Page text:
Friendly Fungi. [PD] Wikkimedia

Friendly Fungi. [PD] Wikkimedia

Indoor mold combats asthma in children. OK, maybe not. But this is a really intriguing study, regardless.

Scientists measured the humidity and the number of fungus species present in a bunch of houses. A few years later they checked in to see if any children in these homes had developed asthma–an immune system disorder that renders your respiratory system hysterical.

Hey! Weird! The houses with high moisture had more breeds of fungus–and lower rates of asthma!

That’s not how it’s supposed to work.

Except that there’s more than one road to asthma and allergy.

One is overexposure: You stand a shot at freaking out your immune system by overexposure to pretty much anything. Wood dust. Flour.

The other is underexposure. The Hygiene Hypothesis holds that we evolved as dirt-sleepers, cave-nappers, mold-breathers. Our immune system evolved a process of “learning” early in life what to freak out about, and what to ignore. But in our increasingly sterile homes, young immune systems miss out on early education. A house with low moisture offers poor habitat for fungi; and low exposure to fungi may handicap a growing immune system.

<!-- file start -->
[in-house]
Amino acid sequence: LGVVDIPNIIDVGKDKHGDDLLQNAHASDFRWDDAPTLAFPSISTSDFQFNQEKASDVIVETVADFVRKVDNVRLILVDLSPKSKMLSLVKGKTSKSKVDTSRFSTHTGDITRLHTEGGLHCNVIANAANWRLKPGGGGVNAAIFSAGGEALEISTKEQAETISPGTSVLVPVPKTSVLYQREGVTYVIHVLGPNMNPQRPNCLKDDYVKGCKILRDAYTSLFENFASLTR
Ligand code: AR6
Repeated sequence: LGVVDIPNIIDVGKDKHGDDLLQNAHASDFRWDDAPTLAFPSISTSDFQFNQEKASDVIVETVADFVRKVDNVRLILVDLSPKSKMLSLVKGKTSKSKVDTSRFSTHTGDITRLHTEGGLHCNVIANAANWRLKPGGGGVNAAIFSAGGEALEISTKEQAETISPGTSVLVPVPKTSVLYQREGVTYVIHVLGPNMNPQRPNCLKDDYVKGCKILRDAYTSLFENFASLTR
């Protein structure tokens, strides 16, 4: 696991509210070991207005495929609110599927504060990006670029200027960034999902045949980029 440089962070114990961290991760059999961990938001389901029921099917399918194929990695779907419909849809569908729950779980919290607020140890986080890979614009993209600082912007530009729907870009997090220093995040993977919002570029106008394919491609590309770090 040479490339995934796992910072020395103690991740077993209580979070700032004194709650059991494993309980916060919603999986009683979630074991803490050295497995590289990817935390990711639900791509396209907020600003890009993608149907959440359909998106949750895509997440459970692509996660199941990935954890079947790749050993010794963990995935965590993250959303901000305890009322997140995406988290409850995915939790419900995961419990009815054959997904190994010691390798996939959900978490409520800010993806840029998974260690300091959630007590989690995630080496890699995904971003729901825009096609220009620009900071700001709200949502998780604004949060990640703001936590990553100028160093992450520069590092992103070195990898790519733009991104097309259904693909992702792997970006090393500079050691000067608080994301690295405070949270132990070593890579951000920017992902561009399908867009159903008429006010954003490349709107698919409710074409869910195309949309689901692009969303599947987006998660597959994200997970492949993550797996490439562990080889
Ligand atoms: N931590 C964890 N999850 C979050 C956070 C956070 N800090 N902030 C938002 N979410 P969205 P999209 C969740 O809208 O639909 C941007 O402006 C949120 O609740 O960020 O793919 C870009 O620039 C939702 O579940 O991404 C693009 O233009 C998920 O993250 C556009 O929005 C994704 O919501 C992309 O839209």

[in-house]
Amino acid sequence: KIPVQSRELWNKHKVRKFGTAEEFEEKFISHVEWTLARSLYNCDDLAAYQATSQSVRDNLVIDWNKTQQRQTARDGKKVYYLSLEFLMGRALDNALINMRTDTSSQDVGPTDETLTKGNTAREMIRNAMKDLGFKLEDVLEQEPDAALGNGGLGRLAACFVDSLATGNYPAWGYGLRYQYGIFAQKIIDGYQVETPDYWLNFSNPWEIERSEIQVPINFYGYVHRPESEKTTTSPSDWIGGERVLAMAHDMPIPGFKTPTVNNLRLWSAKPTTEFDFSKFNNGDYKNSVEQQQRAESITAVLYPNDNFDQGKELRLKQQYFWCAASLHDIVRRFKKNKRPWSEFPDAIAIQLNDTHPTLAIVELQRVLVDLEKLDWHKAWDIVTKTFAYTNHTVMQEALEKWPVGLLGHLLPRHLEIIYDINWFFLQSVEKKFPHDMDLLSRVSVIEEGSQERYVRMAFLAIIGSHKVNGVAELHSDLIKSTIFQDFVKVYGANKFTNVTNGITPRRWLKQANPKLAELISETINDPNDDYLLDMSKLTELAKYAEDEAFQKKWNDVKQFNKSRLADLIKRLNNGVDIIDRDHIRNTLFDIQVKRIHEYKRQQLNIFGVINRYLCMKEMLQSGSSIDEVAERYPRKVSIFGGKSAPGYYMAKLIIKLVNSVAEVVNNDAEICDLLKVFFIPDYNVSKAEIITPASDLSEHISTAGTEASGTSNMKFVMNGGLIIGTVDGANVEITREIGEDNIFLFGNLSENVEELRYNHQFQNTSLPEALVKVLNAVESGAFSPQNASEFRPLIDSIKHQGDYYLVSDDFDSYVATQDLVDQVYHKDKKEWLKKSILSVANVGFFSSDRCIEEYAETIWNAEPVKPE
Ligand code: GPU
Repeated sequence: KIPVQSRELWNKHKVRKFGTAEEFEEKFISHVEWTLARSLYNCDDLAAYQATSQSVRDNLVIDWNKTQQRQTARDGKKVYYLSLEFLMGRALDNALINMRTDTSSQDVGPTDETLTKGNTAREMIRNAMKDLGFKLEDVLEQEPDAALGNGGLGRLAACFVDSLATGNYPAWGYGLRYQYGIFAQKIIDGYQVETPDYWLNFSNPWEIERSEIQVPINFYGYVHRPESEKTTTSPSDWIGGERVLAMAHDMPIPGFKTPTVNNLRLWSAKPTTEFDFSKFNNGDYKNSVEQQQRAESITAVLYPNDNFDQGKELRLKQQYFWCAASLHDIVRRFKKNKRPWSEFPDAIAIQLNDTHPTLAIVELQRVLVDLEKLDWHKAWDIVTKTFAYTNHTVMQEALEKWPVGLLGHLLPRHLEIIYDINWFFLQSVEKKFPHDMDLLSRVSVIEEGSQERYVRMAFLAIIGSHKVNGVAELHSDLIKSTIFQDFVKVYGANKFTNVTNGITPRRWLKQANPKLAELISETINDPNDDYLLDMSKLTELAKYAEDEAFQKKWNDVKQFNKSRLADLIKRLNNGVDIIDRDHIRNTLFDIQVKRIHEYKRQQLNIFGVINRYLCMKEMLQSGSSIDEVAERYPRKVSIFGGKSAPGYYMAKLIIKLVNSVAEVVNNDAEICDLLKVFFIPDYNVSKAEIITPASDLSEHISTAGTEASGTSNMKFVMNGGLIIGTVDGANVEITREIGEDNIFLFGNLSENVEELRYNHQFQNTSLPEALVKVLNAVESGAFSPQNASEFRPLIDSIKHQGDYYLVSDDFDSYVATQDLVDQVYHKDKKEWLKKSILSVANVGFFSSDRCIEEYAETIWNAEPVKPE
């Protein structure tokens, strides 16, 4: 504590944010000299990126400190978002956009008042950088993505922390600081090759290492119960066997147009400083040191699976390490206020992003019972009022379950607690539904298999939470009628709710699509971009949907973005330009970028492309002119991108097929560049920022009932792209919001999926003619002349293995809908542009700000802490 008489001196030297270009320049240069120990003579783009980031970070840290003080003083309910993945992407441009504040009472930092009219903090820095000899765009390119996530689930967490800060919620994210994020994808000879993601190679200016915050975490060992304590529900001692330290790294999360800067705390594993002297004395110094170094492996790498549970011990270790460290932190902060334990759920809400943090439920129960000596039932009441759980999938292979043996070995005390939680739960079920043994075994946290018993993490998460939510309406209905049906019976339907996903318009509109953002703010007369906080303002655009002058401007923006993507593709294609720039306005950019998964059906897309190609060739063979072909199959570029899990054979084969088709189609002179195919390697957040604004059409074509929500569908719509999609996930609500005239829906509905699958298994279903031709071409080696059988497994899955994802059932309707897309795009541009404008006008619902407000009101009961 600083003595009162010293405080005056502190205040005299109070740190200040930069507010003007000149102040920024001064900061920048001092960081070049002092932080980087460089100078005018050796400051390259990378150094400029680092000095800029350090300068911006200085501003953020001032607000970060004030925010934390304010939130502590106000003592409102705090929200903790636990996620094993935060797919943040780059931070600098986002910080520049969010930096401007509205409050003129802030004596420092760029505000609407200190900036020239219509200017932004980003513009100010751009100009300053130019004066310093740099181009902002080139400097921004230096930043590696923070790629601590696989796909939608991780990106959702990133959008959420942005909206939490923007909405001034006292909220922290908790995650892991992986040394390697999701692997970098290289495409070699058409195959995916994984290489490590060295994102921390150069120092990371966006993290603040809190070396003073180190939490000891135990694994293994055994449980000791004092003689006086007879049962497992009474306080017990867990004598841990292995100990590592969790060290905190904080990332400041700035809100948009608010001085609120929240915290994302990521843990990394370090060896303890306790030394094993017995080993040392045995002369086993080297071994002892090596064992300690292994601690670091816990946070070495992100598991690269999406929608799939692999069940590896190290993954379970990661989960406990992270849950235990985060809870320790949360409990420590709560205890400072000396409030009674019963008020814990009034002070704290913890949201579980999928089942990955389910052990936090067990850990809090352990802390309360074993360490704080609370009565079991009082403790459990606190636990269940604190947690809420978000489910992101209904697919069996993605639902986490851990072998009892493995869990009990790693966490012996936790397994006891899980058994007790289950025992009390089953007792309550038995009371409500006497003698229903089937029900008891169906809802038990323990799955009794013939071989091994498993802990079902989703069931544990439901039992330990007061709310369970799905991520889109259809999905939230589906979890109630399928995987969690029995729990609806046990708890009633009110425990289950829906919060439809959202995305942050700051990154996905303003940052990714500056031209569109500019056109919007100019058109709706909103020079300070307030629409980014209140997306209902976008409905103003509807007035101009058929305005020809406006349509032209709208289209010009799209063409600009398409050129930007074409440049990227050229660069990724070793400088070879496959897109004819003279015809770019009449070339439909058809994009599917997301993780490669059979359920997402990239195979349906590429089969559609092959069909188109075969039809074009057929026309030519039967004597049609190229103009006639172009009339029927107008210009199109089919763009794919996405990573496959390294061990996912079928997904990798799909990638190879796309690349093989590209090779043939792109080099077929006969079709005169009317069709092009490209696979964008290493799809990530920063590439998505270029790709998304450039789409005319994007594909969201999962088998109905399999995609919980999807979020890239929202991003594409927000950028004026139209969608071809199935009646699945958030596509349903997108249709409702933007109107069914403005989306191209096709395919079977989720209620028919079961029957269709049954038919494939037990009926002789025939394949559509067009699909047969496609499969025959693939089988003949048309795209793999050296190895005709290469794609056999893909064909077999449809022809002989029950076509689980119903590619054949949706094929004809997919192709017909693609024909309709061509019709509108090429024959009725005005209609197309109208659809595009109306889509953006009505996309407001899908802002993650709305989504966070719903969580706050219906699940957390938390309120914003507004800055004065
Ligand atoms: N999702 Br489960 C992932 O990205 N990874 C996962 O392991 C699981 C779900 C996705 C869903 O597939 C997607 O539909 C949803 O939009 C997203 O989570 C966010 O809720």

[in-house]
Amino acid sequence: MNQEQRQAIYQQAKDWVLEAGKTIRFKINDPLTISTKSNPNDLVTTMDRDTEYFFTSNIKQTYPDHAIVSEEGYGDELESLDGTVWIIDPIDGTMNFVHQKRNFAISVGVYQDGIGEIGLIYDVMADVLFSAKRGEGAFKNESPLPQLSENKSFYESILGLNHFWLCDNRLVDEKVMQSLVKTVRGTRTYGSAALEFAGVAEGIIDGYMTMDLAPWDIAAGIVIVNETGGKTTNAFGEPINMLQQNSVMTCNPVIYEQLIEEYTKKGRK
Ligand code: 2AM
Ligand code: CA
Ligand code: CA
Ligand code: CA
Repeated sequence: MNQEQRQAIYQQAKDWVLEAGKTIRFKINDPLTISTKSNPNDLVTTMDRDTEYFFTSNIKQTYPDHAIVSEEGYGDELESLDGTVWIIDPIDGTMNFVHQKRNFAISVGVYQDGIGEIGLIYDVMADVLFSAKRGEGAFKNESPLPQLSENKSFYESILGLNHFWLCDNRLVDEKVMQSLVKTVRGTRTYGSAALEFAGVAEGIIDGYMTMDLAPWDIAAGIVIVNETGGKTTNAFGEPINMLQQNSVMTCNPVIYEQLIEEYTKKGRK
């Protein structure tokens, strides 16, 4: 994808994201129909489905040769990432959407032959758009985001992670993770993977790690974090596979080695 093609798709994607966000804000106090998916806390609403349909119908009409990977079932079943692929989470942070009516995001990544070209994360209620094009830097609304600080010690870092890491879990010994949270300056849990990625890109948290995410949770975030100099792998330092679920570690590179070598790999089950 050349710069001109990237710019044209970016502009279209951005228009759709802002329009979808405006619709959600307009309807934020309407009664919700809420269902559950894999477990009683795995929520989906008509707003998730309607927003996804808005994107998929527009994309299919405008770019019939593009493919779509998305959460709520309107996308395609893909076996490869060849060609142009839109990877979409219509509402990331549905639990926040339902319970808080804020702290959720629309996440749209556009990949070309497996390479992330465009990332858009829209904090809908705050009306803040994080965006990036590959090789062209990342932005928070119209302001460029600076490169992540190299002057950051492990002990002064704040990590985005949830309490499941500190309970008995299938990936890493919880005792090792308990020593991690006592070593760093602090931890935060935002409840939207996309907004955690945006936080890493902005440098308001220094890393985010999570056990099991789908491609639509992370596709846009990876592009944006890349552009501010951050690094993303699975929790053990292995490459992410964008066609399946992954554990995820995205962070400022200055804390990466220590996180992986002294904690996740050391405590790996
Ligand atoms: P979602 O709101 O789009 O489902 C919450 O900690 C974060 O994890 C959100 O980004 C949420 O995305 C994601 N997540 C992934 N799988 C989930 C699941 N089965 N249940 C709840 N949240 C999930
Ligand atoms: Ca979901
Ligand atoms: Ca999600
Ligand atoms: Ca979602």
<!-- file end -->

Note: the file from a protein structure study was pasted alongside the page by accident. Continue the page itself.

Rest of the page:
It’s just one study, and a small one at that. But it supports my private concern that ever since Stachybotrys molds made headlines in the early 1990s people have developed unnecessarily hostile attitudes toward household mold. It’s not all toxic, just as not all mushrooms are poisonous.

So there’s that. But there’s also this: Perhaps it’s interactions among mold species we need to study. Perhaps humid homes support “good” molds who compete with “bad” molds. Perhaps dry conditions favor a particular bad*ss strain of mold.

We’re pretty innocent regarding the mold kingdom. But it seems clear to me that damp, dirt floors were the standard in human shelter until quite recently; and that the lack of them is more likely what plagues us.


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